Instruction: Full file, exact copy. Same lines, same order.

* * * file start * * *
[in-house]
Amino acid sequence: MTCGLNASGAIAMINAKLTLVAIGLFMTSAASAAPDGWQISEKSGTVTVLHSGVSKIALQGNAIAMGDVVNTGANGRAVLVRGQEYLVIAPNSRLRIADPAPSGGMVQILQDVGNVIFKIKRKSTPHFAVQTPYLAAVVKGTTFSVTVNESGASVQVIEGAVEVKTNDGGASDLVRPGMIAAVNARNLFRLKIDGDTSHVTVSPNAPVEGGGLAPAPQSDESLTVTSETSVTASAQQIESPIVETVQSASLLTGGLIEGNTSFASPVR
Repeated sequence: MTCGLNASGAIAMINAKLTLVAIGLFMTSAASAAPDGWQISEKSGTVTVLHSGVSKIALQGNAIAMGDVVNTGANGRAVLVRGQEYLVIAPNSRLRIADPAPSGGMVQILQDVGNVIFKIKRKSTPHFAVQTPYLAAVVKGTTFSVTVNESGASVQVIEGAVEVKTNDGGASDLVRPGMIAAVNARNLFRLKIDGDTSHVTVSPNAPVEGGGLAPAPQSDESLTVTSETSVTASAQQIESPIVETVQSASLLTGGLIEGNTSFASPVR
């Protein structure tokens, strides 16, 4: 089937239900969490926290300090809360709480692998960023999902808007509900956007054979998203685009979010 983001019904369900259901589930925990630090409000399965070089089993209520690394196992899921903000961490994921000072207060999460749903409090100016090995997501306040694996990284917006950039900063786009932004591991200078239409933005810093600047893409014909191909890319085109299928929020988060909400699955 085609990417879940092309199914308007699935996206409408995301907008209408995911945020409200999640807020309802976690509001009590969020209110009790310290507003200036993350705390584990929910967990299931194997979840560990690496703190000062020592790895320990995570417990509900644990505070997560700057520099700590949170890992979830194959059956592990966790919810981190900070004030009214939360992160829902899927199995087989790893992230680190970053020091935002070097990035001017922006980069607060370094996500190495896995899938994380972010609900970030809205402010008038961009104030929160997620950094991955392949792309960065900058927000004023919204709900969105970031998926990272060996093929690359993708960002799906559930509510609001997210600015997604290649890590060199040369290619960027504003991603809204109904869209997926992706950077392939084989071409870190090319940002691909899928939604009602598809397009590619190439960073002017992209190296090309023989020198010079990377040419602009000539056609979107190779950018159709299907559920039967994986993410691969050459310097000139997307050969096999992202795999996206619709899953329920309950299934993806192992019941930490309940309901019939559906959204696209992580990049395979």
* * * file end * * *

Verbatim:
[in-house]
Amino acid sequence: MTCGLNASGAIAMINAKLTLVAIGLFMTSAASAAPDGWQISEKSGTVTVLHSGVSKIALQGNAIAMGDVVNTGANGRAVLVRGQEYLVIAPNSRLRIADPAPSGGMVQILQDVGNVIFKIKRKSTPHFAVQTPYLAAVVKGTTFSVTVNESGASVQVIEGAVEVKTNDGGASDLVRPGMIAAVNARNLFRLKIDGDTSHVTVSPNAPVEGGGLAPAPQSDESLTVTSETSVTASAQQIESPIVETVQSASLLTGGLIEGNTSFASPVR
Repeated sequence: MTCGLNASGAIAMINAKLTLVAIGLFMTSAASAAPDGWQISEKSGTVTVLHSGVSKIALQGNAIAMGDVVNTGANGRAVLVRGQEYLVIAPNSRLRIADPAPSGGMVQILQDVGNVIFKIKRKSTPHFAVQTPYLAAVVKGTTFSVTVNESGASVQVIEGAVEVKTNDGGASDLVRPGMIAAVNARNLFRLKIDGDTSHVTVSPNAPVEGGGLAPAPQSDESLTVTSETSVTASAQQIESPIVETVQSASLLTGGLIEGNTSFASPVR
């Protein structure tokens, strides 16, 4: 089937239900969490926290300090809360709480692998960023999902808007509900956007054979998203685009979010 983001019904369900259901589930925990630090409000399965070089089993209520690394196992899921903000961490994921000072207060999460749903409090100016090995997501306040694996990284917006950039900063786009932004591991200078239409933005810093600047893409014909191909890319085109299928929020988060909400699955 085609990417879940092309199914308007699935996206409408995301907008209408995911945020409200999640807020309802976690509001009590969020209110009790310290507003200036993350705390584990929910967990299931194997979840560990690496703190000062020592790895320990995570417990509900644990505070997560700057520099700590949170890992979830194959059956592990966790919810981190900070004030009214939360992160829902899927199995087989790893992230680190970053020091935002070097990035001017922006980069607060370094996500190495896995899938994380972010609900970030809205402010008038961009104030929160997620950094991955392949792309960065900058927000004023919204709900969105970031998926990272060996093929690359993708960002799906559930509510609001997210600015997604290649890590060199040369290619960027504003991603809204109904869209997926992706950077392939084989071409870190090319940002691909899928939604009602598809397009590619190439960073002017992209190296090309023989020198010079990377040419602009000539056609979107190779950018159709299907559920039967994986993410691969050459310097000139997307050969096999992202795999996206619709899953329920309950299934993806192992019941930490309940309901019939559906959204696209992580990049395979």